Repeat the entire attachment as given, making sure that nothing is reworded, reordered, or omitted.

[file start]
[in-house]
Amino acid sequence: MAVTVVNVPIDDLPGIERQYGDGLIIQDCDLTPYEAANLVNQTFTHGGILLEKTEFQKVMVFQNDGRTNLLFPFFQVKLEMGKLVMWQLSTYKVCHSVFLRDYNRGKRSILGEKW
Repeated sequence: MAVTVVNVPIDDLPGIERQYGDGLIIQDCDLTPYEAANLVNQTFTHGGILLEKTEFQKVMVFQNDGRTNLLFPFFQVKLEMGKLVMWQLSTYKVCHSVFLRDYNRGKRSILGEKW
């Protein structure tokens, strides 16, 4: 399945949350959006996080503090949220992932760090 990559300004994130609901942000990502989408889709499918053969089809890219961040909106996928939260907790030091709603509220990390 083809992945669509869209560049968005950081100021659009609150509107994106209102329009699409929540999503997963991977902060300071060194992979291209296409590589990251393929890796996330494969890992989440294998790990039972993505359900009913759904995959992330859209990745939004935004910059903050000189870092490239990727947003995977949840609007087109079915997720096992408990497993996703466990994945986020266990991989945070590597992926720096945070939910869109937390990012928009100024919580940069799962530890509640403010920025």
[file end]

[in-house]
Amino acid sequence: MAVTVVNVPIDDLPGIERQYGDGLIIQDCDLTPYEAANLVNQTFTHGGILLEKTEFQKVMVFQNDGRTNLLFPFFQVKLEMGKLVMWQLSTYKVCHSVFLRDYNRGKRSILGEKW
Repeated sequence: MAVTVVNVPIDDLPGIERQYGDGLIIQDCDLTPYEAANLVNQTFTHGGILLEKTEFQKVMVFQNDGRTNLLFPFFQVKLEMGKLVMWQLSTYKVCHSVFLRDYNRGKRSILGEKW
């Protein structure tokens, strides 16, 4: 399945949350959006996080503090949220992932760090 990559300004994130609901942000990502989408889709499918053969089809890219961040909106996928939260907790030091709603509220990390 083809992945669509869209560049968005950081100021659009609150509107994106209102329009699409929540999503997963991977902060300071060194992979291209296409590589990251393929890796996330494969890992989440294998790990039972993505359900009913759904995959992330859209990745939004935004910059903050000189870092490239990727947003995977949840609007087109079915997720096992408990497993996703466990994945986020266990991989945070590597992926720096945070939910869109937390990012928009100024919580940069799962530890509640403010920025």